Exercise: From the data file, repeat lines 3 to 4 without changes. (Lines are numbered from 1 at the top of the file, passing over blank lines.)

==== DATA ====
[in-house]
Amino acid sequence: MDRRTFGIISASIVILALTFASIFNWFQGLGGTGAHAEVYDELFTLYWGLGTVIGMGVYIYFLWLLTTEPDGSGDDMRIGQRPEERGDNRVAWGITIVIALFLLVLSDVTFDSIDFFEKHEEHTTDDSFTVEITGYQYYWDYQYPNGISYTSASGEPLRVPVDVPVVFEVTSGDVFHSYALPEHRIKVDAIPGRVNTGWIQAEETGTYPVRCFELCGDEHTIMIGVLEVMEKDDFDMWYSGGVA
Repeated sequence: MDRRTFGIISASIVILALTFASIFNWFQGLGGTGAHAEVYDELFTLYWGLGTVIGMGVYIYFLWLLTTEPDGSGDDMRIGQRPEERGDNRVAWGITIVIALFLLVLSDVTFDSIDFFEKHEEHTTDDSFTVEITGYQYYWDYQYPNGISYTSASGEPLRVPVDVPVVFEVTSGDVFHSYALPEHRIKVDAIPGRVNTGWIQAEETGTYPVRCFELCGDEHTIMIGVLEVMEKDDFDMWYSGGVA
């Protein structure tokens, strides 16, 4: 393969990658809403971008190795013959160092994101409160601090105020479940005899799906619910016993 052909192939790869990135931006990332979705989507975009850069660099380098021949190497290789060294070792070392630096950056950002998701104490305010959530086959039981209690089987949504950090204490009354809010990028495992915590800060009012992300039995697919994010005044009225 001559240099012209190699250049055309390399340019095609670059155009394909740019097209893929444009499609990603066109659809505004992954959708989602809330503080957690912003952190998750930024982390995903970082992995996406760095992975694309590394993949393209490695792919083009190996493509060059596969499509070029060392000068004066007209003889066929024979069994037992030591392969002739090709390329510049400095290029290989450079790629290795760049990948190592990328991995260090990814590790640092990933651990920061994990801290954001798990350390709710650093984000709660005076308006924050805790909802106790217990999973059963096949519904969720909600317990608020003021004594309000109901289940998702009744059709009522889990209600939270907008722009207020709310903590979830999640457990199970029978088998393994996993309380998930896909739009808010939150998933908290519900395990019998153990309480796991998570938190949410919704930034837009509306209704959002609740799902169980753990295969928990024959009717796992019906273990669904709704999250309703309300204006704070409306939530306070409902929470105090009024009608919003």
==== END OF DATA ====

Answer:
Repeated sequence: MDRRTFGIISASIVILALTFASIFNWFQGLGGTGAHAEVYDELFTLYWGLGTVIGMGVYIYFLWLLTTEPDGSGDDMRIGQRPEERGDNRVAWGITIVIALFLLVLSDVTFDSIDFFEKHEEHTTDDSFTVEITGYQYYWDYQYPNGISYTSASGEPLRVPVDVPVVFEVTSGDVFHSYALPEHRIKVDAIPGRVNTGWIQAEETGTYPVRCFELCGDEHTIMIGVLEVMEKDDFDMWYSGGVA
């Protein structure tokens, strides 16, 4: 393969990658809403971008190795013959160092994101409160601090105020479940005899799906619910016993 052909192939790869990135931006990332979705989507975009850069660099380098021949190497290789060294070792070392630096950056950002998701104490305010959530086959039981209690089987949504950090204490009354809010990028495992915590800060009012992300039995697919994010005044009225 001559240099012209190699250049055309390399340019095609670059155009394909740019097209893929444009499609990603066109659809505004992954959708989602809330503080957690912003952190998750930024982390995903970082992995996406760095992975694309590394993949393209490695792919083009190996493509060059596969499509070029060392000068004066007209003889066929024979069994037992030591392969002739090709390329510049400095290029290989450079790629290795760049990948190592990328991995260090990814590790640092990933651990920061994990801290954001798990350390709710650093984000709660005076308006924050805790909802106790217990999973059963096949519904969720909600317990608020003021004594309000109901289940998702009744059709009522889990209600939270907008722009207020709310903590979830999640457990199970029978088998393994996993309380998930896909739009808010939150998933908290519900395990019998153990309480796991998570938190949410919704930034837009509306209704959002609740799902169980753990295969928990024959009717796992019906273990669904709704999250309703309300204006704070409306939530306070409902929470105090009024009608919003």